The Unification of the Arts: Neurocognitive Perspectives on What the Arts Share and Why

Steven Brown has organized a one-day conference will explore the underlying similarities and differences among the arts, both at the cognitive and neural levels. Such factors permit syntheses of the arts, such as dancing to music, singing words, streaming background music in a movie, or blending sounds and visual elements in multimedia forms. By understanding how artforms are able to combine, we can aspire towards a unification of the arts.

Conference date: Friday, May 11, 2018

Time: 9:30 am – 5:00 pm

Place: Council Chambers, Gilmour Hall; McMaster University; Hamilton, Ontario


  • Ellen Dissanayake (University of Washington): origins of the arts
  • Raymond Mar (York University): literature/theatre
  • Oshin Vartanian (University of Toronto): the visual arts/architecture
  • Krista Hyde (University of Montreal): music
  • Steven Brown (McMaster University): dance
  • Anjan Chatterjee (University of Pennsylvania): aesthetics
  • Aaron Kozbelt (Brooklyn College, City University of New York): creativity

Organizer: Steven Brown (McMaster University)

Poster session: People are encouraged to present research findings related to cognitive and/or neural aspects of any branch of the arts at a poster session taking place during the lunch break. Abstracts should be submitted by April 20 to Matthew Berry at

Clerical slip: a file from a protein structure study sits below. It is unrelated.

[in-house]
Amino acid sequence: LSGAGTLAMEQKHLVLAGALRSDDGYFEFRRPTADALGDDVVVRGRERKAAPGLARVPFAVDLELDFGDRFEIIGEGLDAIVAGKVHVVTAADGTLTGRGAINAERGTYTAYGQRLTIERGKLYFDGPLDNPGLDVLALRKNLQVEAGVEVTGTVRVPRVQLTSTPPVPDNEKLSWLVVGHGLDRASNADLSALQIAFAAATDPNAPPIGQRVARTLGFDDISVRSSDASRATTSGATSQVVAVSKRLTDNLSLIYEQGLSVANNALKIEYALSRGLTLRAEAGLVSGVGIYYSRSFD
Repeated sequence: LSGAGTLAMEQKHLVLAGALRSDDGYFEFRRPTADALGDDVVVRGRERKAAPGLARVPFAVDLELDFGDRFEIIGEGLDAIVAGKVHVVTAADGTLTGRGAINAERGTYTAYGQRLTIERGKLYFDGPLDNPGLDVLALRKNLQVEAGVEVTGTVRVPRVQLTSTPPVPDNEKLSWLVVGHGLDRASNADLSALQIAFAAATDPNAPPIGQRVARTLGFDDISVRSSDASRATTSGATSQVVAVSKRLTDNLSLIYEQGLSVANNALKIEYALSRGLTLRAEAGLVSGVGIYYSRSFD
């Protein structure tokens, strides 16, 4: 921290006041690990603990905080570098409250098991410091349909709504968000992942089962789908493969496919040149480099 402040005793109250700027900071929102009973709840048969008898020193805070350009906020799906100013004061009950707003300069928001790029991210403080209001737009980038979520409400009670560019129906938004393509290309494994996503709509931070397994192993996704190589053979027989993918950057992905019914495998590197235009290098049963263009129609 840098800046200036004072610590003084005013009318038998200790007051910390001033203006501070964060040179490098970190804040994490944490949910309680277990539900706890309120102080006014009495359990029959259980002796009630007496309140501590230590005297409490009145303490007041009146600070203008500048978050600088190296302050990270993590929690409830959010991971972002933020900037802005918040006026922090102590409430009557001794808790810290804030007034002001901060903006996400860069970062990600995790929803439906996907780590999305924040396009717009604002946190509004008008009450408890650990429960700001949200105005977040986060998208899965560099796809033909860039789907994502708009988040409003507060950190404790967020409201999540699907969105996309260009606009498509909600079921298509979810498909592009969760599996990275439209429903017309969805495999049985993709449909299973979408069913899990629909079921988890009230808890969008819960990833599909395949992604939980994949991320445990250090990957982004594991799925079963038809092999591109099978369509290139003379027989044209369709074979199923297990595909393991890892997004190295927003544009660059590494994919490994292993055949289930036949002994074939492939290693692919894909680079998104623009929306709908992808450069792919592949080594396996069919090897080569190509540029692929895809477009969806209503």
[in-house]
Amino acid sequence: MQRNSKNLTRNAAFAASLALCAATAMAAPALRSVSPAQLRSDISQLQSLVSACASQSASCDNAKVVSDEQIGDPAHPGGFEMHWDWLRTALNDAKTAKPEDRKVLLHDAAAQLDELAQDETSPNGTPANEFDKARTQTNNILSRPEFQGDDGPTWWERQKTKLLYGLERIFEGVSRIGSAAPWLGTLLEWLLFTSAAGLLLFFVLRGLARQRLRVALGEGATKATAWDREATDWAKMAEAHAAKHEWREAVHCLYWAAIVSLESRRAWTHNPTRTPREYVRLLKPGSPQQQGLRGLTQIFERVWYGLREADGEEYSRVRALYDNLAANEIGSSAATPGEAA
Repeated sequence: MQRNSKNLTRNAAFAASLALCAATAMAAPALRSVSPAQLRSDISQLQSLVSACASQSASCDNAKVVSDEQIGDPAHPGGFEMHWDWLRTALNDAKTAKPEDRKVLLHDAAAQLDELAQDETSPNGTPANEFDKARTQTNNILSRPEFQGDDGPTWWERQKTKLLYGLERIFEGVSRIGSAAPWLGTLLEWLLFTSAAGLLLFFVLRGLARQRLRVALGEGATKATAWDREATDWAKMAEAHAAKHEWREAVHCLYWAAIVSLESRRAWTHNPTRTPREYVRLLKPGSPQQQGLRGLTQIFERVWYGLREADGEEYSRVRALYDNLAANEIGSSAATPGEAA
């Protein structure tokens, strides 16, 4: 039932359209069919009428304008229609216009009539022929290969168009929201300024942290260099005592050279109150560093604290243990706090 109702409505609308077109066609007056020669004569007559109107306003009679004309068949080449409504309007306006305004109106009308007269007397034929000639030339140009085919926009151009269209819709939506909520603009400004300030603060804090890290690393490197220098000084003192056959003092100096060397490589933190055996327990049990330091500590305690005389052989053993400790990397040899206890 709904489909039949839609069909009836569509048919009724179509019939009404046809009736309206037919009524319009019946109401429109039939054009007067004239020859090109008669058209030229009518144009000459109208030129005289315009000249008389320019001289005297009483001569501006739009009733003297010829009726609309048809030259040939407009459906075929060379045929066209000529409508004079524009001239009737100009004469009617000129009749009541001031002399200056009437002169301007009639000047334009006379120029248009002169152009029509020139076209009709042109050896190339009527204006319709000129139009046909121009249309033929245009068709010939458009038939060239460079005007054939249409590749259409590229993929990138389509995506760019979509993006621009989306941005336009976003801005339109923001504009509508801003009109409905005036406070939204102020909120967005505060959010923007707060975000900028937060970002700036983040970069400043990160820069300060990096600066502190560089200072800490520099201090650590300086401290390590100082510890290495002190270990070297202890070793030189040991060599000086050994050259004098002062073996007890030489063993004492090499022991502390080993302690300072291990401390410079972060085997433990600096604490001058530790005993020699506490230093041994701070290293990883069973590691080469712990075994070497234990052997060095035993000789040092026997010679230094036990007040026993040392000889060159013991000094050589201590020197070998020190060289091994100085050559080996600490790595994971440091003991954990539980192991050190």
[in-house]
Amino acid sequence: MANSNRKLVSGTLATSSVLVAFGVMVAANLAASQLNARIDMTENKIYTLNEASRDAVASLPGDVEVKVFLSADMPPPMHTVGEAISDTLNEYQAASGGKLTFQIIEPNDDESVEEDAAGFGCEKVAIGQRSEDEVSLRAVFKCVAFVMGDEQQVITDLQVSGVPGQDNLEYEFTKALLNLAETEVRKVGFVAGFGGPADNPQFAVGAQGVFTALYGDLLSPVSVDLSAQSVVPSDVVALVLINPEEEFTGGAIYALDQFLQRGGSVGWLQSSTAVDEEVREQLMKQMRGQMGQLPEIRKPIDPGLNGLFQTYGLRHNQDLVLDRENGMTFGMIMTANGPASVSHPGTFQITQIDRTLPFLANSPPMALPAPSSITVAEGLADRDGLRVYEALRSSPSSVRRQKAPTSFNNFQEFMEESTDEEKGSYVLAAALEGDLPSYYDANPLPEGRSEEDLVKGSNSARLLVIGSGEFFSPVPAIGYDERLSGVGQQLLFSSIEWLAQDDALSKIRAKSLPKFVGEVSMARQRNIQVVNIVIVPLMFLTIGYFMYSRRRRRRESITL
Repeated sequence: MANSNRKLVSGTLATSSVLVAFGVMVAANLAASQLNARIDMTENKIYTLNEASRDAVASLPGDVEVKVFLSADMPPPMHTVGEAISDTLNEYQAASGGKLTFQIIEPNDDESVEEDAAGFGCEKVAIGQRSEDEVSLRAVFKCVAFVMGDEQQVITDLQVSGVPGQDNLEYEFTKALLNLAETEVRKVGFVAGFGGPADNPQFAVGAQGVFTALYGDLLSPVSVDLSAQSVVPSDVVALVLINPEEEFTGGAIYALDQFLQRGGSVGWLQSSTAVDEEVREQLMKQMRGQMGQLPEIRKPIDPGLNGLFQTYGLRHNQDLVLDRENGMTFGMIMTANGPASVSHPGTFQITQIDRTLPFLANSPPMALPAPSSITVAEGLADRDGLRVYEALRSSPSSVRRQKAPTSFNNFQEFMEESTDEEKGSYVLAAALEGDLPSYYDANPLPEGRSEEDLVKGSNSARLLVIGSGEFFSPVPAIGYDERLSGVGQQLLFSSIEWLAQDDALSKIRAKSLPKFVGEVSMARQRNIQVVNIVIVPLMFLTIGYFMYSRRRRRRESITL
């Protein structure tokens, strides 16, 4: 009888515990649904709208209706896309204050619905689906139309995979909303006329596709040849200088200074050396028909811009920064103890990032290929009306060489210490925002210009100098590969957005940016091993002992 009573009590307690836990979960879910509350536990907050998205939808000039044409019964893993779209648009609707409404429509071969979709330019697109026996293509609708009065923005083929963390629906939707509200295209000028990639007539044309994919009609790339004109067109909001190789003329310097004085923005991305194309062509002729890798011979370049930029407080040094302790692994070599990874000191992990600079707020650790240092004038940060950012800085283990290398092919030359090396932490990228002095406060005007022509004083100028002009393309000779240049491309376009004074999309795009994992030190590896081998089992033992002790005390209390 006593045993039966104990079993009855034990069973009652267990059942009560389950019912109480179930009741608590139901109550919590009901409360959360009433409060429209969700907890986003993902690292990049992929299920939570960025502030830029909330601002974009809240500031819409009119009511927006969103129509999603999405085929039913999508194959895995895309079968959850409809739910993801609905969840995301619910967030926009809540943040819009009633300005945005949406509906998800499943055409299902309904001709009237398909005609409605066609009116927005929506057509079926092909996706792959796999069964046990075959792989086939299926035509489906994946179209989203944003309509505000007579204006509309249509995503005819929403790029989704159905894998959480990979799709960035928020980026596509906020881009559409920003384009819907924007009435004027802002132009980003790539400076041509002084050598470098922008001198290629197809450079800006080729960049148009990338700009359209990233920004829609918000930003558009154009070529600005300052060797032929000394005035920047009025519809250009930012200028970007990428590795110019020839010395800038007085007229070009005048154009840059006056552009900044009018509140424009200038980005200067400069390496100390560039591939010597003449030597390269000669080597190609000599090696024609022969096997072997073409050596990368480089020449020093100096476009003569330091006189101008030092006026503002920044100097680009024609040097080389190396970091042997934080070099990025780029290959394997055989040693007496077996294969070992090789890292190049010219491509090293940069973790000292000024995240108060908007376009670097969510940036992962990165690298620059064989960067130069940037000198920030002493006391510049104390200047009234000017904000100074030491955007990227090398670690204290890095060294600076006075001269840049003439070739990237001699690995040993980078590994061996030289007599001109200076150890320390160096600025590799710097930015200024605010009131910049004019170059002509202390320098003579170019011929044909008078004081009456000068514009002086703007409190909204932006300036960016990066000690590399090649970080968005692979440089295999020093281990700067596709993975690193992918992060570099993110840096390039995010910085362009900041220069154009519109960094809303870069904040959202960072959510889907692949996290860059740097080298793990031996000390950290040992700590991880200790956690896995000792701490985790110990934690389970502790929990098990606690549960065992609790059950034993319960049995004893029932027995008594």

Registration cost: $80 ($50 for enrolled students). This includes lunch.

To register for the conference or for more information, please visit:


CALL FOR PAPERS from The International Society for the Empirical Study of Literature

 CALL FOR PAPERS, IGEL Stavanger (NO), July 25-28, 2018 

The International Society for the Empirical Study of Literature (IGEL) invites submissions to the 2018 biennial conference across all areas of the empirical study of literature and media, including but not limited to, cognitive processing of literature, literature/media and culture, neuroscience and literature, literary reception, reading and emotion, historical study of literature, and corpus analysis of literature.

Check out all the information here


 Additional Information :

The official website of IGEL:

The IGEL 2018 conference website:

The neuroaesthetics of prose fiction, by Michael Burke

Burke, M. (2015). The neuroaesthetics of prose fiction: pitfalls, parameters and prospects. Frontiers in Human Neuroscience, 9: 442. doi: 10.3389/fnhum.2015.00442


There is a paucity of neuroaesthetic studies on prose fiction. This is in contrast to the very many impressive studies that have been conducted in recent times on the neuroaesthetics of sister arts such as painting, music and dance. Why might this be the case, what are its causes and, of greatest importance, how can it best be resolved? In this article, the pitfalls, parameters and prospects of a neuroaesthetics of prose fiction will be explored. The article itself is part critical review, part methodological proposal and part opinion paper. Its aim is simple: to stimulate, excite and energize thinking in the discipline as to how prose fiction might be fully integrated in the canon of neuroaesthetics and to point to opportunities where neuroimaging studies on literary discourse processing might be conducted in collaborative work bringing humanists and scientists together.

Get the whole paper here!